Made on a micro-budget of just $3 million, "The Purge" debuted at No. 1 with a robust $36.4 million, according to an estimate from distributor Universal Pictures. The more high-profile $58-million comedy started with $18.1 million — only good enough for fourth place behind holdovers "Fast & Furious 6" and "Now You See Me." (Both new films opened late Thursday, and ticket sales from that evening are included in the weekend gross for each.)
Heading into the weekend, pre-release audience surveys indicated "The Purge" would launch with around $25 million. But the industry underestimated interest in the film starring Ethan Hawke, which centers on a lone night of violence in a world otherwise free of crime.
The movie was driven to the top box-office spot by a young female crowd, as women made up 56% of the opening-weekend audience — 56% of whom were under the age of 25. "The Purge" also appealed to a diverse group: About 33% of its audience was Latino.
Those who saw the movie this weekend assigned it an average grade of C, according to market research firm CinemaScore, but scary films typically receive poor CinemaScores and aren't as susceptible to word-of-mouth. Last year, for instance, the horror film "Mama" went on to gross $71.6 million after earning a B- CinemaScore.
It was a good weekend at the multiplex for Hawke, who is not only having success with "The Purge" but his independent romance "Before Midnight" as well. After three weekends playing in fewer than 100 locations, the third entry in the Richard Linklater-directed series has already collected $1.5 million. "The Purge," meanwhile, is now Hawke's biggest opening ever — not adjusting for inflation — beating the $22.6-million debut of his 2001 crime drama "Training Day."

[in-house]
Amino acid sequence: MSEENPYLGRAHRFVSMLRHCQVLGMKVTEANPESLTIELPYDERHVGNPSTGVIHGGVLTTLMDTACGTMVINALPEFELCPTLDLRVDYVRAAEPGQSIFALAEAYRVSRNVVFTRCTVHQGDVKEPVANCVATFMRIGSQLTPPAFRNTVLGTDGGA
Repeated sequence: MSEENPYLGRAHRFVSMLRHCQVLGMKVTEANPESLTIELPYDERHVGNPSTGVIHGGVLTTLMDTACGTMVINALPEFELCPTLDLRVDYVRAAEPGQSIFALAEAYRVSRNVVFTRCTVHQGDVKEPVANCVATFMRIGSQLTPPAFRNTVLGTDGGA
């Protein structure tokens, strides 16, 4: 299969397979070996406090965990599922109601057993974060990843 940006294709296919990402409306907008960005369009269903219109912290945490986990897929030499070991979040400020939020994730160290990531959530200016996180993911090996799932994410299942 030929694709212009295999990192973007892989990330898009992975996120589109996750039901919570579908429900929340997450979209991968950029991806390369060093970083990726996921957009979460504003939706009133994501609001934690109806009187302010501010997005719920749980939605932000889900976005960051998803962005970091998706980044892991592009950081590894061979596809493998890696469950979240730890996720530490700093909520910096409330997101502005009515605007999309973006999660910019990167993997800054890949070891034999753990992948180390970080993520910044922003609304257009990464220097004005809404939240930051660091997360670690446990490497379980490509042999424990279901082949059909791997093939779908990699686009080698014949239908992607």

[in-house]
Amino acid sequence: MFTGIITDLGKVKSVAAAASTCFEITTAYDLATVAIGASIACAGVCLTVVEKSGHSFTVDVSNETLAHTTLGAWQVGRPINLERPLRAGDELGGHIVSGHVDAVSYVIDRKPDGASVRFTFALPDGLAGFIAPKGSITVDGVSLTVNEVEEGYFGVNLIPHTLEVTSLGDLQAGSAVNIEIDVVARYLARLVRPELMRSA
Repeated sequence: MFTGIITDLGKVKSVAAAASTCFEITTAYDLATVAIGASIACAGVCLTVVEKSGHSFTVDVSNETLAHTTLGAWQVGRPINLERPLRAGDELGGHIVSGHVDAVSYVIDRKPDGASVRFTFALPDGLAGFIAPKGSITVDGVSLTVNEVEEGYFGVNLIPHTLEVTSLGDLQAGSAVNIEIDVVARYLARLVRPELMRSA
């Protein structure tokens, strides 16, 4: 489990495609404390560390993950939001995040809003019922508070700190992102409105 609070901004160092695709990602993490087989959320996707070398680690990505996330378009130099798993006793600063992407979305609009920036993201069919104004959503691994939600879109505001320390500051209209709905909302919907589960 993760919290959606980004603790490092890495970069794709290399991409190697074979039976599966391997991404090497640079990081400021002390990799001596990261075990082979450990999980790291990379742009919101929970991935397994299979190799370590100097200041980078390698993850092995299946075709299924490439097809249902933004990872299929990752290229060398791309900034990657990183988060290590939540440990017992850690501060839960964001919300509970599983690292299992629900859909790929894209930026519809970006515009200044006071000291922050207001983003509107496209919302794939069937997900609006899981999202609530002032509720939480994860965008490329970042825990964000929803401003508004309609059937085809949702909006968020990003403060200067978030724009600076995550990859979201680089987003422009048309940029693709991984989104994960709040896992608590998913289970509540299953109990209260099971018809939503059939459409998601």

Though Hawke is a well-known actor, in the past he has been unable to open a movie like Vaughn or Wilson, formerly two of Hollywood's most reliable box-office comedy draws. This is the second weekend in a row that brand names have proven unimpressive to audiences, following the embarrassing loss of Will Smith's "After Earth" to "Now You See Me," a crime thriller featuring an ensemble cast.
“The new and different themed films seem to me to be captivating audiences. ‘Now You See Me’ wasn’t the average film,” said Nikki Rocco, Universal’s president of domestic distribution. “‘Plus, because of social media, when a film isn’t great it suffers because word-of-mouth spreads more quickly.”
Like "After Earth," the Wilson-Vaughn comedy was not embraced by critics, though moviegoers this weekend seemed to like it, assigning "The Internship" a B+ CinemaScore. The movie, about two middle-aged men who decide to intern at Google, attracted both females and males in equal measure but proved more alluring to an older crowd. About 61% of the opening weekend audience was over the age of 25.
Though "The Internship" beat tracking by about $3 million, the film was still unable to replicate the success of "Wedding Crashers." That 2005 comedy marked the first major hit for the comedic duo, grossing $285 million worldwide.
But Chris Aronson, president of domestic distribution for 20th Century Fox — which released the movie — said he believes the two films were made for different audiences.
“‘Wedding Crashers’ was a raucous, R-rated comedy, and it was hugely successful, but it wasn’t for everyone,” he said. “‘The Internship’ is a different kind of movie. It’s PG-13 and rooted in contemporary themes, and I think in the weeks to come we’ll see it appealing to people both over and under 25.”
Though Aronson views the debut of “The Internship” as a success, even he acknowledged the challenge studios face in relying on star power to open a film.
“It certainly helps to have a brand name,” he said, “because there is bankability in recognizability from the consumer standpoint. But it’s just not bulletproof anymore.”
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